An Historian of Fascism on Trump’s January 6 Fascist Coup Attempt
We begin with the first public hearing of the House select committee investigating January 6 which is about to begin with an expectation that Trump will emerge at the center of an insurrection that he and his team of dead-enders and Congressional attack dogs organized, led and executed. Joining us to discuss whether the Committee will make the case that this was a fascist coup attempt is Federico Finchelstein, a Professor of History and Director of the Janey Program in Latin American Studies at the New School for Social Research and Eugene Lang College. The author of seven books on fascism, populism, Dirty Wars, the Holocaust and Jewish history in Latin America and Europe, his latest books are From Fascism to Populism in History, A Brief History of Fascist Lies, and most recently, Fascist Mythologies: The History and Politics of Unreason in Borges, Freud, and Schmitt. We discuss his article at The Los Angeles Times, “White replacement theory is fascism’s new name” and how the “stop the steal” lie that Trump has manufactured, and has since become a bedrock GOP belief, fits the category of fascist lies.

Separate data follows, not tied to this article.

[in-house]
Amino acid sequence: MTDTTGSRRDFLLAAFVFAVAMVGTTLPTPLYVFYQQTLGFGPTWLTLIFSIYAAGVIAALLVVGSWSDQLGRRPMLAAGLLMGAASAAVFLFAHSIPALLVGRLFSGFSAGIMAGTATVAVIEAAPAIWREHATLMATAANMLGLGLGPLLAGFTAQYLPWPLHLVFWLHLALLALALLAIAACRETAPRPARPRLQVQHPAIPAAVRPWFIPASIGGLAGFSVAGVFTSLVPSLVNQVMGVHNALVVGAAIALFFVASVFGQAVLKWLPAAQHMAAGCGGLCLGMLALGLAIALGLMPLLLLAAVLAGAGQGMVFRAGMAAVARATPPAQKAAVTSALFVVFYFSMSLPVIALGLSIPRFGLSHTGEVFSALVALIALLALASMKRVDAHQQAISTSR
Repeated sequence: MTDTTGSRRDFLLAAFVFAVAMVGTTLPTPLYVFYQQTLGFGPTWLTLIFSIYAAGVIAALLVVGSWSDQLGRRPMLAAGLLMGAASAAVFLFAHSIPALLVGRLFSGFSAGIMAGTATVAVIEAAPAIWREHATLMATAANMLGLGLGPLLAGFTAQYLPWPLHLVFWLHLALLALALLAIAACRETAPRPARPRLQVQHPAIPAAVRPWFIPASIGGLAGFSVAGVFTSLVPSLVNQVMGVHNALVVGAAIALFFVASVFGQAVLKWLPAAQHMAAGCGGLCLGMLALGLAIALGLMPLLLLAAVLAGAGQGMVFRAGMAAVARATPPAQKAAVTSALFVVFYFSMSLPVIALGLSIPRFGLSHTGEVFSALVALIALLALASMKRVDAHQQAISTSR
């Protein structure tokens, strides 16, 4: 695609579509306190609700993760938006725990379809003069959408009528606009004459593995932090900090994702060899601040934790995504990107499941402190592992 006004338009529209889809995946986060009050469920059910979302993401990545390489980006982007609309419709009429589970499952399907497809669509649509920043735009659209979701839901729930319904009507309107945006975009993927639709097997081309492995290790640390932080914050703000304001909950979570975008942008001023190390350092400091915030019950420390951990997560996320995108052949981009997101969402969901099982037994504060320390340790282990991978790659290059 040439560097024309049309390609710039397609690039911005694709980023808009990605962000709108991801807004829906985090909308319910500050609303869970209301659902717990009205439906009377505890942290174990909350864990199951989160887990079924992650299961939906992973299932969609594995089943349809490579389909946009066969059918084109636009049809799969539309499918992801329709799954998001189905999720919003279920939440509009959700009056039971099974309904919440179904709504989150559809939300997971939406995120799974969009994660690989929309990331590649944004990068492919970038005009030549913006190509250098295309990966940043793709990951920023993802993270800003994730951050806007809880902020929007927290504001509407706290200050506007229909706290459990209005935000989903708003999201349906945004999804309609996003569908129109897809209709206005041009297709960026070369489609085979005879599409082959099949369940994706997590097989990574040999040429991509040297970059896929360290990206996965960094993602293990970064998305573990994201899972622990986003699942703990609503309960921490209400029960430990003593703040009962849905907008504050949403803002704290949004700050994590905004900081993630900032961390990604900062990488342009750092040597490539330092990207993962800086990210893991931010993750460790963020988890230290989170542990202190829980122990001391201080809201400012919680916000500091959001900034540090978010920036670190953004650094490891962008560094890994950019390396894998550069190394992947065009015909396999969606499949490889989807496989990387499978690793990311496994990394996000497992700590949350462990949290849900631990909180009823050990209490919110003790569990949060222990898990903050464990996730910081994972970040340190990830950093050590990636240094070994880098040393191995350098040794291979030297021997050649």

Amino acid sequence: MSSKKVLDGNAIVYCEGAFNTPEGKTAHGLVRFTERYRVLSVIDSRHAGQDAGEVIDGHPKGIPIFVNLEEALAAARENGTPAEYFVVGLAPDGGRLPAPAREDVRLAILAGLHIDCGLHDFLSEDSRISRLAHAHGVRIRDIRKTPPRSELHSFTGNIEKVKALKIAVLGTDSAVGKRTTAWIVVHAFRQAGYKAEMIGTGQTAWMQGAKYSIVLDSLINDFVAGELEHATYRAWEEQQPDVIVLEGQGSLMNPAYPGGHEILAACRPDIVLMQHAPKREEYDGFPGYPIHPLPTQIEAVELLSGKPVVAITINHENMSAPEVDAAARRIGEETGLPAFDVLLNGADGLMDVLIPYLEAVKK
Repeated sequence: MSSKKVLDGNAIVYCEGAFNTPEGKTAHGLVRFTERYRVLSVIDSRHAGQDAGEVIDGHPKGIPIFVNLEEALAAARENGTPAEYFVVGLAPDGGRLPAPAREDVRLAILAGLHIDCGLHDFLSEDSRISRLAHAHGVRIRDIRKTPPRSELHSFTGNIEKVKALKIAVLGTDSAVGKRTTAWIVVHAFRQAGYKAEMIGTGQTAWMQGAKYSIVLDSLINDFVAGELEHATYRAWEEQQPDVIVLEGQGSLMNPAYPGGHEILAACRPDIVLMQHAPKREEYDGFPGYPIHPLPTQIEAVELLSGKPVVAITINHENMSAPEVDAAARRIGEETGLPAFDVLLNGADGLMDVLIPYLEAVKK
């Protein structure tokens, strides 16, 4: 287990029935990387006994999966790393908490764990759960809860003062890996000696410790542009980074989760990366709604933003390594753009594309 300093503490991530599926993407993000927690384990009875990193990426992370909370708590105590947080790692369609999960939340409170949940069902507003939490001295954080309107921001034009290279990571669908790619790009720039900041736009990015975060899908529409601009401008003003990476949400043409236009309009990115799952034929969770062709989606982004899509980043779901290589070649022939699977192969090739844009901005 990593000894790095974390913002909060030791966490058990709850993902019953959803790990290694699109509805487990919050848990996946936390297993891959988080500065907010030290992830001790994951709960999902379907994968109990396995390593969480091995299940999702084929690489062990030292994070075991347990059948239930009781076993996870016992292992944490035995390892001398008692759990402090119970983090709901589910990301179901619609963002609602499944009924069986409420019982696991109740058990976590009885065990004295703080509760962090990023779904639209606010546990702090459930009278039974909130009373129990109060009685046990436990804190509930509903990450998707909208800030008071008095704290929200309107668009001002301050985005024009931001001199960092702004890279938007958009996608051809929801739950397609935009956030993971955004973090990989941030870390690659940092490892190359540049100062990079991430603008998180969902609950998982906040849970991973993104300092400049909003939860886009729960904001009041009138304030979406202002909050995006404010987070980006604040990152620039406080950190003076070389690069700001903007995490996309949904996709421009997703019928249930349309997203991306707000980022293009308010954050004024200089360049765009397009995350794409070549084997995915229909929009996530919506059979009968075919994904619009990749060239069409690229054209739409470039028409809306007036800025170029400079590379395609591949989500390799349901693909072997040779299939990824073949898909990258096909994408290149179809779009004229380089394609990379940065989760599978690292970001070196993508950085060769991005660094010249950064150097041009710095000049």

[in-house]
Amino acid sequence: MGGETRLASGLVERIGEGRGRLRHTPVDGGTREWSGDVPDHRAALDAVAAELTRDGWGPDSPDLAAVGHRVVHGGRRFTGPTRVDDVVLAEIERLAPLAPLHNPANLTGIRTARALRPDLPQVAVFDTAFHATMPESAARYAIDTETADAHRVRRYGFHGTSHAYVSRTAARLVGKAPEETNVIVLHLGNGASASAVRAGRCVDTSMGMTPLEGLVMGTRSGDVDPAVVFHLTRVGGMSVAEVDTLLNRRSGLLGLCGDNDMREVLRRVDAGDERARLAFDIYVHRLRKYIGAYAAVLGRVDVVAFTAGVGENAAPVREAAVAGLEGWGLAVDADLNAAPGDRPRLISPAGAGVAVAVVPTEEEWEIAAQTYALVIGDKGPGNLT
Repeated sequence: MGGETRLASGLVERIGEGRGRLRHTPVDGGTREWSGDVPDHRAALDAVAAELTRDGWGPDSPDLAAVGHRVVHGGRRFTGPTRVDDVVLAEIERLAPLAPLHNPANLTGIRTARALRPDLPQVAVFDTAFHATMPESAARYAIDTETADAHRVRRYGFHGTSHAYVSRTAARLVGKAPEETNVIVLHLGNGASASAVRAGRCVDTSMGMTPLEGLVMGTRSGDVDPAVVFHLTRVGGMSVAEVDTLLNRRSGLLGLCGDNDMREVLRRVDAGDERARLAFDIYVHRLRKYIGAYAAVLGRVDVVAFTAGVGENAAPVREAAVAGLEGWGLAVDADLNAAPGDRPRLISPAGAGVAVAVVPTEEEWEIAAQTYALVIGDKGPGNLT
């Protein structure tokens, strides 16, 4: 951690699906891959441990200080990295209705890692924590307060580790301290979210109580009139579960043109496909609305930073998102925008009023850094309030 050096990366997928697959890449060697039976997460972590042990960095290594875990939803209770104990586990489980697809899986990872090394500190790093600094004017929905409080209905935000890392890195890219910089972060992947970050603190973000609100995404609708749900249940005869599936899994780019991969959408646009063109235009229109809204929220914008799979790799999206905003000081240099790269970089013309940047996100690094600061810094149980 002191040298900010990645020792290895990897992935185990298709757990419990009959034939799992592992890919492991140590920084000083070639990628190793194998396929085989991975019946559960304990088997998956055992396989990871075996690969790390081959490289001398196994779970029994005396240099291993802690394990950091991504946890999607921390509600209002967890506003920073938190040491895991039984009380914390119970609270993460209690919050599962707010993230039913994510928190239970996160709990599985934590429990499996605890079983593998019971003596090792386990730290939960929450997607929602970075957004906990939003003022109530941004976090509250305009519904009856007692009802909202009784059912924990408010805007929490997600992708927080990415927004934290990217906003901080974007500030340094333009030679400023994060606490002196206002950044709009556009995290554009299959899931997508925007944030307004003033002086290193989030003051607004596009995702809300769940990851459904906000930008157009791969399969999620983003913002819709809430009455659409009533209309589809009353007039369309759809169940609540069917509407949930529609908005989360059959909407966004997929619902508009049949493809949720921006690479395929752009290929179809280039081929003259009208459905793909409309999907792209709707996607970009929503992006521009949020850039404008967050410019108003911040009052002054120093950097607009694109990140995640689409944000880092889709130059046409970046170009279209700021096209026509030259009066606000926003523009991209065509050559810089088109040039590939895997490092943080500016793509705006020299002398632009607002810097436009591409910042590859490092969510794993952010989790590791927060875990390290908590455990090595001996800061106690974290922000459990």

Could Ukraine Win Small or Win Big?
Then we get an assessment of whether Ukraine could win small or win big in the over 100 day war Putin has unleashed with no end in sight that is beginning to resemble World War I trench warfare. Joining us is Michael Kimmage, a professor of history and department chair at the Catholic University of America, chair of the Kennan Institute Advisory Council and a fellow at the German Marshall Fund. From 2014 to 2017, he served on the Secretary’s Policy Planning Staff at the U.S. Department of State, where he held the Russia/Ukraine portfolio. His latest book is The Abandonment of the West: The History of an Idea in American Foreign Policy and we discuss his article at Foreign Affairs “What If Ukraine Wins? Victory in the War Would Not End the Conflict With Russia.”
The Global Food Crisis Caused by Russian War on Ukraine
Then finally we investigate the global food crisis caused by Russia’s war in Ukraine which the head of the UN describes as threatening to “unleash an unprecedented wave of hunger and misery, leaving social and economic chaos in its wake.” Joining us is Chris Barrett, Professor of Applied Economics and Management, and an international professor of agriculture at the Charles H. Dyson School of Applied Economics and Management, as well as a professor in the Departments of Economics and Global Development at Cornell University. He is co-editor-in-chief of the journal Food Policy, edits the book series Agricultural Economics and Food Policy, and co-edits the Elsevier Handbook of Agricultural Economics.